Can Belly Fat Promote Breast Cancer?

October 19, 2022

The link between obesity and cancer has been known for about 20 years. Jamie Bernard, a College of Human Medicine associate professor of Pharmacology & Toxicology, is studying exactly how obesity contributes to breast cancer and what can be done to prevent it.

Bernard, PhD, received a grant from the National Institute for Environmental Health Sciences in 2020 to study how adipose tissue, otherwise known as body fat, interacts with a common environmental chemical called Benzo(a)pyrene, or BaP, to increase breast cancer risk.

Preventing cancer is preferable to treating it once it has been diagnosed, she said, a message that is important any time, but is highlighted now, since October is National Breast Cancer Awareness Month.

“If we are going to try to reduce the burden of cancer and the overall mortality, we have to think upstream,” Bernard said, “by determining how obesity can impact cancer risk following exposure to a carcinogen.”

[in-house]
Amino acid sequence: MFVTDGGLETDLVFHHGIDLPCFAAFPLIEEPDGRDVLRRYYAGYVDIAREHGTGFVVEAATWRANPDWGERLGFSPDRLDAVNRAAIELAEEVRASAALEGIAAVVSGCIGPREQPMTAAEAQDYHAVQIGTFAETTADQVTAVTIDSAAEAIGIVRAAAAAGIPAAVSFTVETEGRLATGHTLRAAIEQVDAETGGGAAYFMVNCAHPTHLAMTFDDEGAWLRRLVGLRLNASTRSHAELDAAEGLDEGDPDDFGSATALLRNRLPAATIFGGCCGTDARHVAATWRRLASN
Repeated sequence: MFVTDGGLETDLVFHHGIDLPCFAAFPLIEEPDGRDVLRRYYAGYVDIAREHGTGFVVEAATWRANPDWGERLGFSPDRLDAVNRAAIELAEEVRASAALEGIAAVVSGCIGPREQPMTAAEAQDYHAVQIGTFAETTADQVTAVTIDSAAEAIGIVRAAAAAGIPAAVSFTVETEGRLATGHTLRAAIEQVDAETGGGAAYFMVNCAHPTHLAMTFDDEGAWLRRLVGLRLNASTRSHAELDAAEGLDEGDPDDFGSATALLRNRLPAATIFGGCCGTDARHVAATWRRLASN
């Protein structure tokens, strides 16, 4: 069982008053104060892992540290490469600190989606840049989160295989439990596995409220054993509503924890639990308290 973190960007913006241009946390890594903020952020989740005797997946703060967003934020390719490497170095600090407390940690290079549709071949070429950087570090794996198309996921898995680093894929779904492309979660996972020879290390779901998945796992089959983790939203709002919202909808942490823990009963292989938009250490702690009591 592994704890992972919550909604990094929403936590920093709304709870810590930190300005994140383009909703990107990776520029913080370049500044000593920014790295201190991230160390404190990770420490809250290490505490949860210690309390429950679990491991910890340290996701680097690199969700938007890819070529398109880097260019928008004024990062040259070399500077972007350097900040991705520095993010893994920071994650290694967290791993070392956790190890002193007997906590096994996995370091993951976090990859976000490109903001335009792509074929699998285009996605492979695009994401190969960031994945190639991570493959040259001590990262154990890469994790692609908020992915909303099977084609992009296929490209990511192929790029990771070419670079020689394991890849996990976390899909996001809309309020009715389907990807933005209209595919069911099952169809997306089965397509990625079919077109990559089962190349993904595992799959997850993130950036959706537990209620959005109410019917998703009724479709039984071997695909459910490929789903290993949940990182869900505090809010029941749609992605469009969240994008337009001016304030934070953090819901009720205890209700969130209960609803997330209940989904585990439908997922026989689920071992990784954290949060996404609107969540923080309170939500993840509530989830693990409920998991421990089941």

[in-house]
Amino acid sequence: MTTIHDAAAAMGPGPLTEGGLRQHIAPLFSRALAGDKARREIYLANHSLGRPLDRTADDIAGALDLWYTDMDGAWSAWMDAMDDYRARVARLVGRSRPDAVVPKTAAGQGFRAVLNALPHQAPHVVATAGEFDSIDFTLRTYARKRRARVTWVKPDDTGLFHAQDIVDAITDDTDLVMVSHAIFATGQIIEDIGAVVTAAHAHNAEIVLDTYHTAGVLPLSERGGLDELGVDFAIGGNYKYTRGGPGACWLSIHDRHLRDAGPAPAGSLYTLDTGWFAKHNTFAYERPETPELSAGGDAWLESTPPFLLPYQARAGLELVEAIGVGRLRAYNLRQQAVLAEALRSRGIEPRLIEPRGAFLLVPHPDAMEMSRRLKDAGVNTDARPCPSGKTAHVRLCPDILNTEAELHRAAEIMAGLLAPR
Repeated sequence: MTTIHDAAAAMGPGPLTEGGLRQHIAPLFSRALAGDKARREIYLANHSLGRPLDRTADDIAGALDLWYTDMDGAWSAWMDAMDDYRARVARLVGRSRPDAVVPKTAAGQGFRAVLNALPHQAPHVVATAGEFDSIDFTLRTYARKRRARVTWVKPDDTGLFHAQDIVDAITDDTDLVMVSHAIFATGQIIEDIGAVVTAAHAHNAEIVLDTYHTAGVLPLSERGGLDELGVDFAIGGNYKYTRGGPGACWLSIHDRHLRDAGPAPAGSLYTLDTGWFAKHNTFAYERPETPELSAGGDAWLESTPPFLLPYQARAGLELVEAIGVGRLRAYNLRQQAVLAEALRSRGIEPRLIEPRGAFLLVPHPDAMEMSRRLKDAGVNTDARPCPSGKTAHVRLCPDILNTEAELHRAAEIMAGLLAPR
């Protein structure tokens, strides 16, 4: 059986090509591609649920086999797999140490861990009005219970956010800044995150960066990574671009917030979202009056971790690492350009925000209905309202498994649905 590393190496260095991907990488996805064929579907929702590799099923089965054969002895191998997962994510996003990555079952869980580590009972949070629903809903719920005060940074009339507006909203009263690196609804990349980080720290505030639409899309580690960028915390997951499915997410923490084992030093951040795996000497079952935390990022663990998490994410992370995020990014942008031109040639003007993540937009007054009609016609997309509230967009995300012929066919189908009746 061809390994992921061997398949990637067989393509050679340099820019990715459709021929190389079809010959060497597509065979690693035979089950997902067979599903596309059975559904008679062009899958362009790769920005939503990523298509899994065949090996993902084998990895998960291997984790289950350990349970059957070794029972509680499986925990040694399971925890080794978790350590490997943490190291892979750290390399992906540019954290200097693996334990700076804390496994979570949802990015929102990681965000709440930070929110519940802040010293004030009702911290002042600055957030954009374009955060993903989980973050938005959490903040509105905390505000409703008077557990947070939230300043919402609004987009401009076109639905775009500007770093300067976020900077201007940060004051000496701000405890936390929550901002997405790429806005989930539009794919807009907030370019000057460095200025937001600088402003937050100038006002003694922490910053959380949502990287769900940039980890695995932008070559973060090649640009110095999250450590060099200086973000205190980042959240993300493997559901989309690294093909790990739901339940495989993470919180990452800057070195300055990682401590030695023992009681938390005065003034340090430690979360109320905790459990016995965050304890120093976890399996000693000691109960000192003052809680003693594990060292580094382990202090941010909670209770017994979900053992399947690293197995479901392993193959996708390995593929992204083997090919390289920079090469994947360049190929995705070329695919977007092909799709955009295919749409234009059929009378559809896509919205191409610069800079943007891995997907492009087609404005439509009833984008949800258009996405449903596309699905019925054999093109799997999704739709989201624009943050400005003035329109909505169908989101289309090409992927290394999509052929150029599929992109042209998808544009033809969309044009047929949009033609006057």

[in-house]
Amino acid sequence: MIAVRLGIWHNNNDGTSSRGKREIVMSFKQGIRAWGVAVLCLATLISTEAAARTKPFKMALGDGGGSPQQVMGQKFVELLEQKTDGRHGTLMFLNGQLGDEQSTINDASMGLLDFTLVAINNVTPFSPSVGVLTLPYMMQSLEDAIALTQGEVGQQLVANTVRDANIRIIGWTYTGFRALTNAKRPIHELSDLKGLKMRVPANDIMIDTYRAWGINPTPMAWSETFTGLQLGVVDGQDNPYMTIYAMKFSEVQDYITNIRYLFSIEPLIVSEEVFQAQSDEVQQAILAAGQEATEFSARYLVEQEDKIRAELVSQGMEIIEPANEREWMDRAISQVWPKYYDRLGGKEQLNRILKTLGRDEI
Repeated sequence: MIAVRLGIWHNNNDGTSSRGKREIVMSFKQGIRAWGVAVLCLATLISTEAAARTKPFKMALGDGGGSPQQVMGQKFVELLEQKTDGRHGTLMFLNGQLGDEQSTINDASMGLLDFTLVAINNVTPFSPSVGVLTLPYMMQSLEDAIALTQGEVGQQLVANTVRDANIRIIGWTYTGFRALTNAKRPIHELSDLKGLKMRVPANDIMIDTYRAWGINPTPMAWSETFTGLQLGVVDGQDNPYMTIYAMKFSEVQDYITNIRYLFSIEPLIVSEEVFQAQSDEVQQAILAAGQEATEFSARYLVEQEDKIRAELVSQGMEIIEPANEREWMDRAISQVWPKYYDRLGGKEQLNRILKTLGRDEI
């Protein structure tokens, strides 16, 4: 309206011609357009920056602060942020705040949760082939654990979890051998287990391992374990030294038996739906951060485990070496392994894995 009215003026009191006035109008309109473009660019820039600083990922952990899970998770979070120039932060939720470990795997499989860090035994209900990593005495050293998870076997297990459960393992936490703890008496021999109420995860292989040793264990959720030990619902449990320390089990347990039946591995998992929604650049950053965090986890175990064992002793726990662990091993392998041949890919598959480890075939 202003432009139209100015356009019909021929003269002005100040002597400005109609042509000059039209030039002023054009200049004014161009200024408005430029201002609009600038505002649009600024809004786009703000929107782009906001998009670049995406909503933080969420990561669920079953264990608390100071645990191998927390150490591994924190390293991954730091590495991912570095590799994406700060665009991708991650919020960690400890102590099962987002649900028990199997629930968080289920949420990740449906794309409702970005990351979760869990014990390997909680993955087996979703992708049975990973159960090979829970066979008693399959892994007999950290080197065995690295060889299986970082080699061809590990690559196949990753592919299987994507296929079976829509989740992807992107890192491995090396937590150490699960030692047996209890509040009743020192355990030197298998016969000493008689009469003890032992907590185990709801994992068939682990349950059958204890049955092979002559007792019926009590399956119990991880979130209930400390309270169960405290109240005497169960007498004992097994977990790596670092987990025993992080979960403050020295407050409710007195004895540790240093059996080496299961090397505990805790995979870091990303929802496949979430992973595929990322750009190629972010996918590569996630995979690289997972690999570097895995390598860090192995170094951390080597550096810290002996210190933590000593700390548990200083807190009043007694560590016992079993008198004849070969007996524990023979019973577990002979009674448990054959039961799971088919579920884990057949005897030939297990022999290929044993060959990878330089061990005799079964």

Her study focuses on a particularly aggressive sub-type of breast cancer called triple negative, because the cancer cells do not have estrogen or progesterone receptors and do not make much or any of a protein called HER2. The lack of those receptors and HER2 make triple negative breast cancer exceedingly difficult to treat.

Jamie Bernard headshot“There are limited treatment options once the cancer is diagnosed,” Bernard said, increasing the importance of preventing it.

Triple negative breast cancer accounts for 10-15 percent of all breast cancers, according to the American Cancer Society, and it tends to grow faster than other types of breast cancer and has a worse prognosis.

People frequently are exposed to BaP, a known carcinogen found in tobacco and many foods, including grilled meat.

Bernard – in collaboration with Sophia Lunt, PhD, an associate professor of biochemistry and molecular biology at MSU, and Weston Porter, PhD, a professor at Texas A&M – is studying how the metabolism of factors released by belly fat, particularly amino acids, interact with BaP to create an environment conducive to cancer.

Understanding that process could lead to ways of preventing breast cancer by intervening with medications or weight maintenance programs, Bernard said.

Her lab always has focused on preventing various forms of cancer by understanding how factors such as diet, obesity, and environmental exposure can cause normal cells to become cancer cells.

“If we understand what factors are important in the formation of cancer,” she said, “that can help us inform the public on how to reduce their risk of cancer.”